He even had a march dedicated to him. In 1902, composer Laurent J. Tonnelle dedicated his Dare Devil March and Two Step “To my friend A.M. Schreyer, Mile a Minute Aerial Cyclist in his Dare Devil ride ‘Down the Chute.’”
By the time of Schreyer’s death, World War I had closed down many European venues and the automobile and the aeroplane were spawning a new generation of daredevils. He may have been the last of his bicycling breed.

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Bicycles of tomorrow


“Meet the future — the future mode of transportation for this weary Western world. Now I’m not gonna make a lot of extravagant claims for this little machine. Sure, it’ll change your whole life for the better, but that’s all.”
– Bicycle salesman in Butch Cassidy and the Sundance Kid, 1969

The basic design of the bicycle hasn’t changed appreciably for well over a century — since adoption of the “safety bicycle” in the late 1880s, the kind that Butch Cassidy (Paul Newman) rode in the movie.
A bike from that golden age of cycling wouldn’t look much different from a modern bicycle. Both have front and rear wheels of identical size, a rear-wheel drive powered by pedals and a chain and inflatible rubber tires.
But the look of two-wheeled transport is undergoing a profound transformation, judging from some of the designs submitted for the international Seoul Cycle Design Competition 2010, organized by design magazine designboom in collaboration with the Seoul Design Foundation.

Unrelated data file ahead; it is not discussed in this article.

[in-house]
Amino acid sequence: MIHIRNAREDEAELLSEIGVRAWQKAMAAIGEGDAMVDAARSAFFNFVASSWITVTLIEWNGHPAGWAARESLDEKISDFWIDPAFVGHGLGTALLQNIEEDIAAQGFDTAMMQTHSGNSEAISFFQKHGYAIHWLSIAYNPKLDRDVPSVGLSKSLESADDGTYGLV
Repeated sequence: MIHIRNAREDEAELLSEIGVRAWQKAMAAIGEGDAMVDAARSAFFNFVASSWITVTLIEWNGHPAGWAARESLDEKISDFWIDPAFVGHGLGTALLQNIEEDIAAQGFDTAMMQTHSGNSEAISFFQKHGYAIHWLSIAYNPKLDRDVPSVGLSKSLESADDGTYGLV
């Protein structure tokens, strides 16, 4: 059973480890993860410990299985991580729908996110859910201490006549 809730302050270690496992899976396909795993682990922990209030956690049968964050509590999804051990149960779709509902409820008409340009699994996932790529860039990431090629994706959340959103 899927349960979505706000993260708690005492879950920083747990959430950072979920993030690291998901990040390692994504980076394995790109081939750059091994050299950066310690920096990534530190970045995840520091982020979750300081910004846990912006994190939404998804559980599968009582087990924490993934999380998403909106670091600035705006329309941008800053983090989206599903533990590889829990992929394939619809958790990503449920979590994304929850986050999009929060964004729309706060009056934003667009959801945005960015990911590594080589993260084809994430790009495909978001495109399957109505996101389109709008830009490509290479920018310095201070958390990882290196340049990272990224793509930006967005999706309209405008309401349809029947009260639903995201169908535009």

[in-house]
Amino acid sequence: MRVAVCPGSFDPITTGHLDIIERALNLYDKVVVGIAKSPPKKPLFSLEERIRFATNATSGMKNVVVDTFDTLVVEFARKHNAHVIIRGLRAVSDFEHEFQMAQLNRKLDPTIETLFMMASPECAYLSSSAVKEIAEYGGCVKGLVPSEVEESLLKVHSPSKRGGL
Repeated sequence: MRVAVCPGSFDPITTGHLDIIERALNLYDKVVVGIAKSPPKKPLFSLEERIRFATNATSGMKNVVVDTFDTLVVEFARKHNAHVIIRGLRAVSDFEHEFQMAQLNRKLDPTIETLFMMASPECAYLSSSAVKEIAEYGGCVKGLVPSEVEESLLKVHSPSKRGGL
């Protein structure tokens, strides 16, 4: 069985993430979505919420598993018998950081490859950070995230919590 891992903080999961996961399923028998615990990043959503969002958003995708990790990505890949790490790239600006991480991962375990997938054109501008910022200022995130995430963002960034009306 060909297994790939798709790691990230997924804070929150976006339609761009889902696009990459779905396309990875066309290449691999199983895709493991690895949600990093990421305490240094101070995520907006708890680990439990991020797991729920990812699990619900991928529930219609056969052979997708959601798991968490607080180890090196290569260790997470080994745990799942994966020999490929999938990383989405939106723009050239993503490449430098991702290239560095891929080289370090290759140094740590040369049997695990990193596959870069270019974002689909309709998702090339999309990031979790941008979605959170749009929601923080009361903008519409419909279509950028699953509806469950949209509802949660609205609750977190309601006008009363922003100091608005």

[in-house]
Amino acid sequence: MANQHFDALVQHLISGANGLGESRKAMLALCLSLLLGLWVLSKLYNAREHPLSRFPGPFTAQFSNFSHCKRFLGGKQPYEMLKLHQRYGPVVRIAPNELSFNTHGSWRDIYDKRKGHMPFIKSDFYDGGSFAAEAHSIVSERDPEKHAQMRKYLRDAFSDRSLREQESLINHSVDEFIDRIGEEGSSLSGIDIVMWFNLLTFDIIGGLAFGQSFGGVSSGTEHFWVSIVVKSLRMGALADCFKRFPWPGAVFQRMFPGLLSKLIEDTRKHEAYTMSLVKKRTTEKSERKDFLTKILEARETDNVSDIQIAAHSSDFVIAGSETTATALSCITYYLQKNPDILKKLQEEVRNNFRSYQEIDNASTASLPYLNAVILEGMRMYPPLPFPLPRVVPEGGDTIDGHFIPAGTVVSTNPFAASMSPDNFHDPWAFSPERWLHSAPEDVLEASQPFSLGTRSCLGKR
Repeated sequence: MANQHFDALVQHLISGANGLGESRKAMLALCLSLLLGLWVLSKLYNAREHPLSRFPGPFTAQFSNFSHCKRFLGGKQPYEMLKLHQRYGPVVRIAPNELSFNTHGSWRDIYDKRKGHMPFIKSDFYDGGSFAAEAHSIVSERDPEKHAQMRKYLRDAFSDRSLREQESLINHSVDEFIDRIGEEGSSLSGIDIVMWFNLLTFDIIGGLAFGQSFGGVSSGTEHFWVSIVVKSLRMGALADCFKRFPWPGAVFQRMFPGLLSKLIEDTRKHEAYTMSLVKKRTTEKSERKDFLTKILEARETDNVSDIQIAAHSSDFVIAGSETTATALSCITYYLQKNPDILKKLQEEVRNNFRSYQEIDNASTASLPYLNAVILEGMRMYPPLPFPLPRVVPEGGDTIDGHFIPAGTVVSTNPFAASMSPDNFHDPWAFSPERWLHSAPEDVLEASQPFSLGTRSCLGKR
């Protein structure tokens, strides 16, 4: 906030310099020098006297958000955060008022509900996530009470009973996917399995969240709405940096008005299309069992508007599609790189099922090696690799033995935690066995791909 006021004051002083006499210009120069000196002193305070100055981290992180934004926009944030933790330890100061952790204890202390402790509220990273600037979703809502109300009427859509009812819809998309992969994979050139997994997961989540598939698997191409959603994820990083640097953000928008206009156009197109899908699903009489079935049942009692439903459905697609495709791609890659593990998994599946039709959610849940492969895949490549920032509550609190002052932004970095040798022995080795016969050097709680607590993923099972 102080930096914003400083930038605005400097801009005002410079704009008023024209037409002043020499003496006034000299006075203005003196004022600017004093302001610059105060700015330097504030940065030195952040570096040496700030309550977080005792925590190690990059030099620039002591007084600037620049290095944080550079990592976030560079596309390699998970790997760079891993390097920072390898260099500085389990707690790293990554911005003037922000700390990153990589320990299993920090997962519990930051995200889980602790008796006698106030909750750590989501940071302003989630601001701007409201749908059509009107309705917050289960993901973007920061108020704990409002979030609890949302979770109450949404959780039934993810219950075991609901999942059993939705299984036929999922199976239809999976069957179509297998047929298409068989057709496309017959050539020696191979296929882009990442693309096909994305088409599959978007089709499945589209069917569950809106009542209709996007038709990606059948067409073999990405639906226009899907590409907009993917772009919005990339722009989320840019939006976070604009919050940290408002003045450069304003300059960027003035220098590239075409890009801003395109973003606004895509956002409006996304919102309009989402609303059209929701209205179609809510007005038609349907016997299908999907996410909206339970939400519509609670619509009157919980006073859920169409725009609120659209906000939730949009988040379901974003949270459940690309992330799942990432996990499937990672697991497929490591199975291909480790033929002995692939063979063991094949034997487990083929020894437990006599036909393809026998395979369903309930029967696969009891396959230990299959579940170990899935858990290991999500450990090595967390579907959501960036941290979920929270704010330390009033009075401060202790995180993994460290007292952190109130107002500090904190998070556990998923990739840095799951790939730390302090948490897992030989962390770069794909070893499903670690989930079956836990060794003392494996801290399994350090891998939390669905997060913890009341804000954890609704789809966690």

Bikoff briefcase bike

“More than 3,000 designers from 88 countries submitted ideas for bikes that could advance Seoul as an eco-aware, design-conscious city,” said a report on the competition by cnet news, which featured a photo gallery of some of the design entries.
“They came up with everything from bikes that double as shopping carts to folding bikes, solar-powered electric cycles, and bikes made from recycled wood.”
Among the entries, reported cnet news, was the Bikoff, “created by Marcos Madia of Argentina in hopes of convincing urban office workers to ditch their cars and commute via bike. The compact, foldable bike features a removable briefcase incorporated into the lightweight frame.”

Lunartic

Another entry was the Lunartic, designed by Luke Douglas of Britain. The Lunartic — the reverse of a 19th-century penny farthing — is a compact urban bike with a small front wheel and a large hubless rear wheel with a toothed belt drive.
Check out cnet’s gallery of images and a video of the Lunartic in action.

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On the bucket list


“We live, we die, and the wheels on the bus go round and round.”
– Edward Cole (Jack Nicholson) in the film The Bucket List, 2007

I’m always on the lookout for bicycle rides to put on my bucket list — things to do before I kick the bucket, as in the movie with Jack Nicholson and Morgan Freeman.
Here are a couple culled from the news in recent days:
– A ride in Tuscany on vintage bikes and in vintage clothing to celebrate the glory days of bicycling in Italy.
– A ride from London to Paris along a bicycle path called the Avenue Verte. The route is supposed to be finished by the start of the 2012 London Olympics.